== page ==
The two girls had their heads together, giggling behind their fans. It had been Fei Yen's idea to have a midnight picnic and Tsu Ma had been delighted when the two girls had come to them with blankets and a basket, interrupting their talk. The two men had smiled and laughed and let themselves be led out on to the lake.

Li Yuan grinned broadly, enjoying himself. In the varicoloured light from the lanterns Fei Yen looked wonderful, like a fairy princess or some mythical creature conjured from the rich legends of his people's past. The flickering patterns of the light made her face seem insubstantial; like something you might glimpse in a dream but which, when you came closer or held a clear light up to see it better, would fade or change back to its true form. He smiled at the fancifulness of the thought, then caught his breath, seeing how her eyes flashed as she laughed at something her cousin had whispered in her ear. And then she looked across at him, her dark eyes smiling, and his blood seemed to catch fire in his veins.

He shuddered, filled by the sight of her. She was his. His.

Fei Yen turned, looking out behind her, then turned back, leaning towards Tsu Ma. 'To the island, Tsu Ma. To the island ...'

Tsu Ma bowed his head. 'Whatever you say, my lady.'

The boat began to turn. Beyond the temple on the small hill the lake curved like a swallow's wing. There, near the wing's tip, was a tiny island, reached by a wooden bridge of three spans. Servants had prepared it earlier. As they rounded the point, they could see it clearly, the bridge and the tiny, two-tiered pagoda lit by coloured lanterns.

Li Yuan stared across the water, delighted, then looked back at Fei Yen.

'It's beautiful, you clever thing. When did you plan all this?'

Fei Yen laughed and looked down, clearly pleased by his praise. 'This afternoon. After we'd been riding. I ... I did it for our guest, husband.'

Tsu Ma slowed his stroke momentarily and bowed his head to Fei Yen. 'I am touched, my lady. You do me great honour.'

Li Yuan watched the exchange, his breast filled with pride for his wife. She was so clever to have thought of it. It was just the right touch. The perfect end to a perfect day. The kind of thing a man would remember for the rest of his days. Yes, he could imagine it now, forty years from now, he and Tsu Ma, standing on the terrace by the lake, looking back ...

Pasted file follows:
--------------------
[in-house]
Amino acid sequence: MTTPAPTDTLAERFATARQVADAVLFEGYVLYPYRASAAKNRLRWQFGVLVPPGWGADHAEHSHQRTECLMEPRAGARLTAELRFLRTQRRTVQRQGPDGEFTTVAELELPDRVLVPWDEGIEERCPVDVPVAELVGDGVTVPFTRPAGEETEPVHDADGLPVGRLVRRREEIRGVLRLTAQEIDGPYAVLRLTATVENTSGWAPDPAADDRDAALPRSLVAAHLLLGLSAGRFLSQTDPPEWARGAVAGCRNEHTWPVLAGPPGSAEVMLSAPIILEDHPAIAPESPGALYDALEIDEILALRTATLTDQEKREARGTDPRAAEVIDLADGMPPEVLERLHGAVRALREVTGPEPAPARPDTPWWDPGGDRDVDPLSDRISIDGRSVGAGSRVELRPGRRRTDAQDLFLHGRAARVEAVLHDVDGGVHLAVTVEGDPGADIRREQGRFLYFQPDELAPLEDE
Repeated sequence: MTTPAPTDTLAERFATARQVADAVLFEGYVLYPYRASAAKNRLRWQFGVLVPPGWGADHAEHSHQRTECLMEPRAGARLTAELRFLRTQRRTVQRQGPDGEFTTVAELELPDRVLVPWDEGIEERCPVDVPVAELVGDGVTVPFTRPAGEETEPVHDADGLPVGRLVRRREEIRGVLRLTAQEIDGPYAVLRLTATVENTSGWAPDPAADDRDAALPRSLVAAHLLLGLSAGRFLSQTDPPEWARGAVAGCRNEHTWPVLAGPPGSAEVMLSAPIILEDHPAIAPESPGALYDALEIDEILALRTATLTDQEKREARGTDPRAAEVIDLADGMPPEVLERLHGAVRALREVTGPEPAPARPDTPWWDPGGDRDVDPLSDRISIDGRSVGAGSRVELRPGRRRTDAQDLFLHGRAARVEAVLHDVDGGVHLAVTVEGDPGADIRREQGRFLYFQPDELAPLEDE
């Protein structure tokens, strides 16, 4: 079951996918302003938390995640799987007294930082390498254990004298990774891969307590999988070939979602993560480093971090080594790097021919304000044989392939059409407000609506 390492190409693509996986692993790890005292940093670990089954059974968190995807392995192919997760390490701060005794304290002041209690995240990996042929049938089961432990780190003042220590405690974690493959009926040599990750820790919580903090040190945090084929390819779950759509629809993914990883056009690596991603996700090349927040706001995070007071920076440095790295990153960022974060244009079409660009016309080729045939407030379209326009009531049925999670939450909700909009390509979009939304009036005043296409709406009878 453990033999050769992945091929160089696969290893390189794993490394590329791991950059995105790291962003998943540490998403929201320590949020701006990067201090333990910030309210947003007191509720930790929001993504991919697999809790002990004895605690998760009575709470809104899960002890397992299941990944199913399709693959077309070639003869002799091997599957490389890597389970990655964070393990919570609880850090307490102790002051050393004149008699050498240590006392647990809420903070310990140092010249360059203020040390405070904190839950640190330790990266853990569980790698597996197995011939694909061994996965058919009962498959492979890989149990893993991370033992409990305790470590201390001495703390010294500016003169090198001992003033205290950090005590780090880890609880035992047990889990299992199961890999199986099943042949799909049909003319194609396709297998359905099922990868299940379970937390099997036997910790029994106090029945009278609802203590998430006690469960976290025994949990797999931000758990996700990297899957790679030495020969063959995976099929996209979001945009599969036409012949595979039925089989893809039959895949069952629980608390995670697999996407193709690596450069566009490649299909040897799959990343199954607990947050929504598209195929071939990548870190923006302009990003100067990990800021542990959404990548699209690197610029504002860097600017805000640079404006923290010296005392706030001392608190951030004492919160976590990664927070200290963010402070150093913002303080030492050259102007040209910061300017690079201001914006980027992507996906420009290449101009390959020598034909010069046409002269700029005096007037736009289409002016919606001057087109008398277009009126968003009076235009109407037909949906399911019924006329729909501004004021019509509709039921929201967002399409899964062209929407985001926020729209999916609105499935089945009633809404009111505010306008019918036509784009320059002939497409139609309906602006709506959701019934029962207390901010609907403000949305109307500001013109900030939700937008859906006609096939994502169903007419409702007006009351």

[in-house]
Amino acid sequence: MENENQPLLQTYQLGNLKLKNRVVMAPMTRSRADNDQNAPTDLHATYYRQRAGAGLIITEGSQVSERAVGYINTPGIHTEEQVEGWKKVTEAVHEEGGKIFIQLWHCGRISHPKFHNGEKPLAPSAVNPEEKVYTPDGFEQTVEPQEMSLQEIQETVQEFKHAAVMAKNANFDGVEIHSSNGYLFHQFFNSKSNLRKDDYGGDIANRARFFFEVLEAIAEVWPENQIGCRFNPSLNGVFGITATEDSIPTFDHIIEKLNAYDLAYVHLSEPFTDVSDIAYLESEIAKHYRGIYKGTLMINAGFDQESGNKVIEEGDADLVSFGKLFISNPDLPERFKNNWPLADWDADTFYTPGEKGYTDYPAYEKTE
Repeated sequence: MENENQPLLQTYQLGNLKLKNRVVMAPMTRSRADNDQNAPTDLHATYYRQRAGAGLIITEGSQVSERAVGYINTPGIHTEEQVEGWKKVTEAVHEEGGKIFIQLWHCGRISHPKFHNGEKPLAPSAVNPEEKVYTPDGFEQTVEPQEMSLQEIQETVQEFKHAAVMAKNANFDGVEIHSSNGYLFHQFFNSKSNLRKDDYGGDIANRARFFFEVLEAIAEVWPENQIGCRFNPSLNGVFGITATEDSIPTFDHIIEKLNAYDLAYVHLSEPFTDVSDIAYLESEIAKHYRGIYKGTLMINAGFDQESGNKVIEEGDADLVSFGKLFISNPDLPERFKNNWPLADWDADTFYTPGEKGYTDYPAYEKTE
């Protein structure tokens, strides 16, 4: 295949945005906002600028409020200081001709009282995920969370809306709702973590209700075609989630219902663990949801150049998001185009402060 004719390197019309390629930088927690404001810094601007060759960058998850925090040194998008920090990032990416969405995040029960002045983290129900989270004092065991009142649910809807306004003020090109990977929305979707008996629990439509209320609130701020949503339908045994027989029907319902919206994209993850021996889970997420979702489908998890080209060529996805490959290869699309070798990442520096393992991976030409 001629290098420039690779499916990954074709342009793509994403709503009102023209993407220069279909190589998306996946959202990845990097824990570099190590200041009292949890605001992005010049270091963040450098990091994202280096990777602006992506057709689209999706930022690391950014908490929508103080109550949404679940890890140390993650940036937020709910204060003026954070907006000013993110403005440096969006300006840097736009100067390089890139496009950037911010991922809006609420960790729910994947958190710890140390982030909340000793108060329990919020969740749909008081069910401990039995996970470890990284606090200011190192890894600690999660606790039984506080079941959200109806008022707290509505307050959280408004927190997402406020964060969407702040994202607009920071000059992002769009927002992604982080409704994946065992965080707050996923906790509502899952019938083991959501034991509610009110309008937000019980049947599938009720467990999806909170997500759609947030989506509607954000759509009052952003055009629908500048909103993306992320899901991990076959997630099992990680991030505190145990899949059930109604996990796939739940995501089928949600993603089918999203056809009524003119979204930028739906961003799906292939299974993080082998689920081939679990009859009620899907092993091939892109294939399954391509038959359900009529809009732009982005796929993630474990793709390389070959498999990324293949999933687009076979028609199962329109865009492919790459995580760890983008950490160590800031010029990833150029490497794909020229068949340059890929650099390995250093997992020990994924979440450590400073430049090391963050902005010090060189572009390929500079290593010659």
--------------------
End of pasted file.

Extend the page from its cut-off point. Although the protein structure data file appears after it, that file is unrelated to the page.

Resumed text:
She had even been clever enough to provide an escort for the T'ang. A clever, pretty woman who was certain to delight Tsu Ma. Indeed, had Fei Yen not been in the boat, he would have allowed himself to concede that Wu Tsai was herself quite beautiful.

For a moment he studied the two women, comparing them. Wu Tsai was taller than Fei Yen, her face, like her body, longer and somehow grosser, her nose broader, her lips fuller, her cheekbones less refined, her neck stronger, her breasts more prominent beneath the silk of her jacket. Yet it was only by contrast with Fei Yen that these things were noticeable: as if in Fei Yen lay the very archetype of Han beauty, and all else, however fine in itself, was but a flawed copy of that perfection.

The island drew near. Li Yuan leaned forward, instructing Tsu Ma where to land. Then the boat was moored and Tsu Ma was handing the girls up on to the wooden jetty, the soft rustle of their silks as they disembarked seeming, for that brief moment, to merge with the silken darkness of the night and the sweetness of their perfume.

They settled on the terrace, Fei Yen busying herself laying out the table while Wu Tsai sat and made pleasant conversation with Tsu Ma. Li Yuan stood at the rail, looking out across the darkness of the lake, his sense of ease, of inner stillness, lulling him so that for a time he seemed aware only of the dull murmur of the voices behind him and the soft lapping of the water against the wooden posts of the jetty. Then there was the light touch of a hand on his shoulder and he turned to find Fei Yen there, smiling up at him.


Excerpted from An Inch of Ashes by David Wingrove. Copyright © 2013 David Wingrove. Excerpted by permission of Atlantic Books Ltd.
All rights reserved. No part of this excerpt may be reproduced or reprinted without permission in writing from the publisher.
Excerpts are provided by Dial-A-Book Inc. solely for the personal use of visitors to this web site.

Meet the Author

David Wingrove is the Hugo Award-winning co-author (with Brian Aldiss) of The Trillion Year Spree: The History of Science Fiction. He is also the co-author of the first three MYST books - novelizations of one of the world's bestselling computer games. He lives in north London with his wife and four daughters.
David Wingrove is the Hugo Award-winning co-author (with Brian Aldiss) of The Trillion Year Spree: The History of Science Fiction. He is also the co-author of the first three MYST books - novelisations of one of the world's bestselling computer games. He lives in north London with his wife and four daughters.